‘MQM wants power for Karachi mayor’

‘MQM wants power for Karachi mayor’

Synopsis

Federal Minister of Information & Technology, Syed Aminul Haque

‘MQM wants power for Karachi mayor’
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Federal Minister of Information & Technology Syed Aminul Haque, who is also the spokesperson of the MQM – a key ally of the PTI government – talks to Bol News on why the PPP appears reluctant to give powers to the local bodies and the alleged role of his own party in promoting the politics of ethnicity.

 

 

Q

The PPP is seen as one of the key democratic forces in the country. Why does it appear opposed to devolution of power or empowering the local governments in line with the 18th Amendment?

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Syed Aminul Haque: After the 18th Amendment, all the powers came to the chief minister, but unfortunately, they weren’t transferred onwards – to the grassroots level. The power in the hands of the chief minister should have been decentralized and transferred to district and town-level. By keeping all the authorities at the provincial level, they (the PPP) have opened floodgates of corruption and bestow favours and jobs to their cronies and followers rather than giving government jobs on merit.

 

 

Q

Why are all those issues which should have been resolved in the Assembly are being settled on the roads? The PPP says that the MQM gave no input the day the new local bodies bill was introduced?

SAH:  When a bill is brought in the assembly, it is referred to the Standing Committee. From there, it is presented to the assembly after discussion and debate. On the basis of its majority, the Sindh government bulldozes everything. This bill, too, was passed within a few minutes without any debate or discussion. Not only the MQM, but all the political parties in the province — be it the PTI, the PML-N, the JUI, the ANP or the Jamaat-e-Islami – they all opposed it.

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In addition, the MQM convened a meeting of all the trade unions and they rejected the Local Government Act of 221 as black law. We went even further and had a session with all the economic stakeholders of the city, including Pakistan Stock Exchange, Karachi Chamber of Commerce, Korangi Association of Trade Industry, North Karachi Association of Trade and Industry and Site Association of Industry. They, too, rejected the new local bodies law.

Q

MQM is often accused by its rivals of doing politics on corpses. The assassination of Bholu Kahazana in Tando Allahyar and death of Aslam in Karachi is being seen as giving political space to the MQM…?

SAH:  The MQM, after August 22 2016, is waging its political struggle within the ambit of the law and the constitution. The party stands for nonviolence and nonconfrontation. In Tando Allahyar, a senior MQM leader was martyred in an organised manner. The accused, who assassinated the MQM leader, has been caught by the police with a Kalashnikov. In Karachi, a MQM worker was martyred during the brutal police action. Not just men, but our women supporters were severely beaten-up by the police in front of the CM House. Our member of the provincial assembly was dragged on the streets… The eye of the camera showed it to the whole nation. The fact is that the MQM remains an oppressed party. Unarmed supporters of the MQM went to the CM House as a mark of protest against the local bodies’ law, which deprived Karachi of its due rights. These protesters should have been invited for talks, but they were persecuted. Despite this, the MQM remains committed to peace because we believe in waging peaceful political struggle.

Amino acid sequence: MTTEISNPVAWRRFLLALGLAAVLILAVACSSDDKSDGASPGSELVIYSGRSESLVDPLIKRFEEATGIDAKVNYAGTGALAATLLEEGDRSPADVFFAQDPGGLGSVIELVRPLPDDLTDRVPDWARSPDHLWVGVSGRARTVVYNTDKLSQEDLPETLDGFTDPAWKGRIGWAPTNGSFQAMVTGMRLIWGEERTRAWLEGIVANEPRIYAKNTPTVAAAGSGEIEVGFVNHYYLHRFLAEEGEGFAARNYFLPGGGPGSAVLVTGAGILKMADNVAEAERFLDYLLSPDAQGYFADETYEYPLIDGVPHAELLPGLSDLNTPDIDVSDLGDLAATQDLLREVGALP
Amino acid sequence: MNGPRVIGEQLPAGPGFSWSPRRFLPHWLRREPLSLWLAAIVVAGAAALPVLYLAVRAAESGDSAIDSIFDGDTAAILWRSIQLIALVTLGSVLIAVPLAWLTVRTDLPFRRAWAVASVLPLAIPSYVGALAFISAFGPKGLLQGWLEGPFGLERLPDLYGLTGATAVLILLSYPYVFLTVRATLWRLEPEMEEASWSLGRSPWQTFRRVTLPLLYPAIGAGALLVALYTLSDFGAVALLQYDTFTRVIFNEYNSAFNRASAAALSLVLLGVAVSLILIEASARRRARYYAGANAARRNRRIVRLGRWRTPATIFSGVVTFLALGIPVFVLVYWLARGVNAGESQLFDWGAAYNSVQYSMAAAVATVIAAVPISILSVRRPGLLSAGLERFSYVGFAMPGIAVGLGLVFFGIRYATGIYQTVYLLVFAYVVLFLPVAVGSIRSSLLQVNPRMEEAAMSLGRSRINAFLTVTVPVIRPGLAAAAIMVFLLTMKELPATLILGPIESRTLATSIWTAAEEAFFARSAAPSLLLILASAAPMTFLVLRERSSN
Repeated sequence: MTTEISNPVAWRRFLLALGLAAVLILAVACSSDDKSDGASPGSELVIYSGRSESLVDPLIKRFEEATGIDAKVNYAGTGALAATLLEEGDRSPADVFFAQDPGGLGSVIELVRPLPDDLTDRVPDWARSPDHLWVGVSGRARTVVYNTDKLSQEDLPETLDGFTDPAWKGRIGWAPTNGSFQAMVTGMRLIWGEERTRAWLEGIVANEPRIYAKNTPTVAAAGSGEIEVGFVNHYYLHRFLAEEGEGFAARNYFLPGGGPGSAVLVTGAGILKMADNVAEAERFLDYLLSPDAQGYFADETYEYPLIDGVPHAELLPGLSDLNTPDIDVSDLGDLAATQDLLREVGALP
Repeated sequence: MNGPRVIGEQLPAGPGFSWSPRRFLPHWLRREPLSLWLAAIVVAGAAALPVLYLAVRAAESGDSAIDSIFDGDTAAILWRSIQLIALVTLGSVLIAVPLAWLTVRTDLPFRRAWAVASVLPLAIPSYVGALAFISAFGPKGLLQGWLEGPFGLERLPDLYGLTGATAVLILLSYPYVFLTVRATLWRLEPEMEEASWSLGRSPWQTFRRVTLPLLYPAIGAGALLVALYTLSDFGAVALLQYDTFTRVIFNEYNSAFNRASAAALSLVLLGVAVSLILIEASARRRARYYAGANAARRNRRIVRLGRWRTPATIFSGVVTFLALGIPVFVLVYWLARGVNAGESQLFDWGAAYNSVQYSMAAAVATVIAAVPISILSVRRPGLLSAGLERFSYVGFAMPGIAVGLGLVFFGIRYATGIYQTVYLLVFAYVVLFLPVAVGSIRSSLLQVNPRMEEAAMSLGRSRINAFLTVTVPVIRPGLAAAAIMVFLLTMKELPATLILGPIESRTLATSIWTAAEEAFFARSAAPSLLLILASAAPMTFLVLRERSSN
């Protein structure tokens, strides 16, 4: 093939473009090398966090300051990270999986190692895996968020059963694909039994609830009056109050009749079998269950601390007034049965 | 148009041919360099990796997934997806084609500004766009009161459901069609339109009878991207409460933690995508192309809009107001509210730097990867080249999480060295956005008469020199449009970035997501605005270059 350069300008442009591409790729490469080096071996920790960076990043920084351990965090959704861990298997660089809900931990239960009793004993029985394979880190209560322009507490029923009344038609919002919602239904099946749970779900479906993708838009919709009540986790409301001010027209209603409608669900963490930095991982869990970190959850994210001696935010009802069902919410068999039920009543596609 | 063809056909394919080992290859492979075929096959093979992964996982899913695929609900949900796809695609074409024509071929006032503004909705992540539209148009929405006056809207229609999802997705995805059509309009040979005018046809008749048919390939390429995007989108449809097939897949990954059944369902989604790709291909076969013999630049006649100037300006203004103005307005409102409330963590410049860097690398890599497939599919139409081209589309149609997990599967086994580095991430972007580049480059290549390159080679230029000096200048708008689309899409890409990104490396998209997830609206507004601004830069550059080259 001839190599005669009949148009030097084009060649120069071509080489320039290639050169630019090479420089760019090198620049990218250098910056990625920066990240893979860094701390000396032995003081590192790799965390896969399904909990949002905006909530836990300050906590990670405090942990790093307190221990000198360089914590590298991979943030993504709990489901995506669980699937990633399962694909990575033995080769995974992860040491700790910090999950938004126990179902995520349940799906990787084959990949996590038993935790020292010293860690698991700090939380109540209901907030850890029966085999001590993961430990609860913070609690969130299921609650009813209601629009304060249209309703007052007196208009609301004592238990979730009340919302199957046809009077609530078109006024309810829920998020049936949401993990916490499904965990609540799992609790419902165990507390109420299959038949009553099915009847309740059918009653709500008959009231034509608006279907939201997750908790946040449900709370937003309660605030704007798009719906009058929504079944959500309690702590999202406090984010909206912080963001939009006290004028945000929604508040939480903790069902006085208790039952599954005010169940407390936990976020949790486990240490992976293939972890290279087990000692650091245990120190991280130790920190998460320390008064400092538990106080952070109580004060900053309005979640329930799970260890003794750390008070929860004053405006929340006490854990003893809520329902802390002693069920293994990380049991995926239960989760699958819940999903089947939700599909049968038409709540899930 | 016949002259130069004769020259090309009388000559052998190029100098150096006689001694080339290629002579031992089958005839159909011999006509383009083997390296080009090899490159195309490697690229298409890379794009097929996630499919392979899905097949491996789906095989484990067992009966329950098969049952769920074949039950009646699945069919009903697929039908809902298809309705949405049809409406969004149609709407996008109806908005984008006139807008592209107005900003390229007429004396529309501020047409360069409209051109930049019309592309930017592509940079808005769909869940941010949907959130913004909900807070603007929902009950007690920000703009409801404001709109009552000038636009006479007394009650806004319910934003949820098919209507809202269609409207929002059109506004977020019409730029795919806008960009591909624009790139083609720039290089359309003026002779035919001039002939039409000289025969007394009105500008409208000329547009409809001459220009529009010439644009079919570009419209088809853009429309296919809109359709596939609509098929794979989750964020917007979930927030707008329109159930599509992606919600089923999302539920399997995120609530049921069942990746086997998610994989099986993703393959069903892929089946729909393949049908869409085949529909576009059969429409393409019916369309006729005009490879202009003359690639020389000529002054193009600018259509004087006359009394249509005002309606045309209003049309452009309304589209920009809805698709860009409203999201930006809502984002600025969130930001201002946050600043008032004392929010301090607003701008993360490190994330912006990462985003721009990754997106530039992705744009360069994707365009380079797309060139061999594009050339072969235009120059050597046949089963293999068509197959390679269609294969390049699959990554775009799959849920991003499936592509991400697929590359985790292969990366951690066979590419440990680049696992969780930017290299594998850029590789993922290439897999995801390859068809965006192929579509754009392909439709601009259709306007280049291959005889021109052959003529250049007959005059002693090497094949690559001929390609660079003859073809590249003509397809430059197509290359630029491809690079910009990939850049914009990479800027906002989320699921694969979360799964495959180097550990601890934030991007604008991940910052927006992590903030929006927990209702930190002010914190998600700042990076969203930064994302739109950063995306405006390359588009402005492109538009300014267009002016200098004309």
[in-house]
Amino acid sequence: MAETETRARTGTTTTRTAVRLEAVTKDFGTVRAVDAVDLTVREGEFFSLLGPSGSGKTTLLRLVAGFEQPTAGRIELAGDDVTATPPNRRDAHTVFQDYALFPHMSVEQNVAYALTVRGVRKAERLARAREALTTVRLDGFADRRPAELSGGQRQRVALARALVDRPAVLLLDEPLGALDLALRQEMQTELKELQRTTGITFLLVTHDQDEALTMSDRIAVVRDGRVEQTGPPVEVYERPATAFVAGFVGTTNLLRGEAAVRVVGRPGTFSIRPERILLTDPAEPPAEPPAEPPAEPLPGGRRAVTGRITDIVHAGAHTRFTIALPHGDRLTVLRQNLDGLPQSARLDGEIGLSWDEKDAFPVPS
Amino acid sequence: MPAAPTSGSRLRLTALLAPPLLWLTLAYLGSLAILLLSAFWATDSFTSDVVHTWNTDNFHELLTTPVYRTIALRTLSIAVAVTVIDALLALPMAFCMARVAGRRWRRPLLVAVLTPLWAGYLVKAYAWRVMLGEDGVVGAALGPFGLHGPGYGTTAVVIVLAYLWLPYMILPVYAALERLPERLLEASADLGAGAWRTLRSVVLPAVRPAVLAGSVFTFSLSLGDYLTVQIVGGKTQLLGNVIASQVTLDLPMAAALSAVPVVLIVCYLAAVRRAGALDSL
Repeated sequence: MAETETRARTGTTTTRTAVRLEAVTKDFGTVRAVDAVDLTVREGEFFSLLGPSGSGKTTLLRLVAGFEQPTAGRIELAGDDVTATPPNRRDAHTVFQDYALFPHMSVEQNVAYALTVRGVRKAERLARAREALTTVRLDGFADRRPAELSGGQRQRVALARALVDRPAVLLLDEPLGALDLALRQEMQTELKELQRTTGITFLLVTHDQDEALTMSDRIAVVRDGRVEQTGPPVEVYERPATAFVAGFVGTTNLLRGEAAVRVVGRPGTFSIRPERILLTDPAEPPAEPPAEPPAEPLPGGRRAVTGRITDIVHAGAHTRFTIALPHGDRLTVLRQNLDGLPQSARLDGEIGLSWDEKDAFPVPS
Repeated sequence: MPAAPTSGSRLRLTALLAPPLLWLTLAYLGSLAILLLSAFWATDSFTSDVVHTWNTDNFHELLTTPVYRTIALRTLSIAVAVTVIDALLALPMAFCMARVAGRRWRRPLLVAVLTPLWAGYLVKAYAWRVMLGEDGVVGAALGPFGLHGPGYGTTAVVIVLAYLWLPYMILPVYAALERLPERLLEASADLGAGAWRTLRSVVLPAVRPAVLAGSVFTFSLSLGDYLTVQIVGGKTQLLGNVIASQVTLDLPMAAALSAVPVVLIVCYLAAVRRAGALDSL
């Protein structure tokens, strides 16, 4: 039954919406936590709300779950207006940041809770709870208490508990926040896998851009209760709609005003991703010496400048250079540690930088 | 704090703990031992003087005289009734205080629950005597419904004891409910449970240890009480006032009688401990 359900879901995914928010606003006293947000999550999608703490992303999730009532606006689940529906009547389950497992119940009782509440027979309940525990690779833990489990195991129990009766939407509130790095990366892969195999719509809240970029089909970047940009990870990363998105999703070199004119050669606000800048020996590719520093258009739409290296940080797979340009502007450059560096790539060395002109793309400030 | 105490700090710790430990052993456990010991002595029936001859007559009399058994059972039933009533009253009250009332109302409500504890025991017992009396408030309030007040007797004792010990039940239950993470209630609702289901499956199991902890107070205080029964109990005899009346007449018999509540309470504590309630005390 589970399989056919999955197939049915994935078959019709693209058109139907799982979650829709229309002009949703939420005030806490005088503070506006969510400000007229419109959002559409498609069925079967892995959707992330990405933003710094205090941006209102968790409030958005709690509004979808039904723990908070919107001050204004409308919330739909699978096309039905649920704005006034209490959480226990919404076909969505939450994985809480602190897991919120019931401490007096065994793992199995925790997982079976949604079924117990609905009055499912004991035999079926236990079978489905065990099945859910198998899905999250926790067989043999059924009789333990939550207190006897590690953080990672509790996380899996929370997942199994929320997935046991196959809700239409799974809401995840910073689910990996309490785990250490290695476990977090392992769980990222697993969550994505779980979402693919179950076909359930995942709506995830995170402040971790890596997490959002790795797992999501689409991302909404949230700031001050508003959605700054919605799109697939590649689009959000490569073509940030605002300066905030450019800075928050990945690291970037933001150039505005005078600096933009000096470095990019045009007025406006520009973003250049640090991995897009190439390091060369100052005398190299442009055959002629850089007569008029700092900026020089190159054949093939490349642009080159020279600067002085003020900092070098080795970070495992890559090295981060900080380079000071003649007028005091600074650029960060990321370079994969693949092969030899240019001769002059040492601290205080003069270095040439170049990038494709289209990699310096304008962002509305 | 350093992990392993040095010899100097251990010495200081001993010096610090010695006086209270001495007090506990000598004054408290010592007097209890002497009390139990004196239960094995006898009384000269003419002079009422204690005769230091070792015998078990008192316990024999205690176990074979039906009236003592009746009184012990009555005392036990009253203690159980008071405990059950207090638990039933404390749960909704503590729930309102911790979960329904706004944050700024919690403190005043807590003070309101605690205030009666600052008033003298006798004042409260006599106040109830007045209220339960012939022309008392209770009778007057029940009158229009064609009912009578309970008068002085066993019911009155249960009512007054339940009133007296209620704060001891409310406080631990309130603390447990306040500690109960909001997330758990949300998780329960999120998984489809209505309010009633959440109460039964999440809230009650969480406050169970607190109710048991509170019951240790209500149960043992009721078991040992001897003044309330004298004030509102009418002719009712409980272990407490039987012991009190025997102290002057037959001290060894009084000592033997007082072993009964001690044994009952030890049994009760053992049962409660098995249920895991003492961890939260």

Q
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But Police, quoting the medical report, say that Aslam died of a heart attack during treatment.

SAH:  We have released the video where Aslam could be seen in the procession approaching the CM house. His location shows he was present outside the CM House. Later on, the MQM leadership asked its workers to gather at the Karachi Press Club. He reached there, but the teargas shelling and baton charge were so intense that his condition deteriorated. He was brought from the press club to Karachi Institute of Heart Diseases. Heavy teargas shelling and maltreatment of protesters are the factors behind his death.

 

Q

What were the demands of the MQM rally?

 

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SAH:  Changes have been made in the Local Government Act 2013 under which many of the departments run by the city government were handed over to the provincial government. It means whatever little powers that were left with the local government were also snatched away this time.

The Karachi Water and Sewerage Board, the Karachi Development Authority, the Solid Waste Management, the Karachi Building Control Authority — all these institutions were under the mayor once upon a time. But gradually the Sindh government took over all these powers. The MQM demands that the mayor should have administrative and financial powers so that he can do something for the city. If there is rubbish in front of your house, then who will pick it up? Isn’t it the responsibility of the counselor? We demand that the amendments should be undone.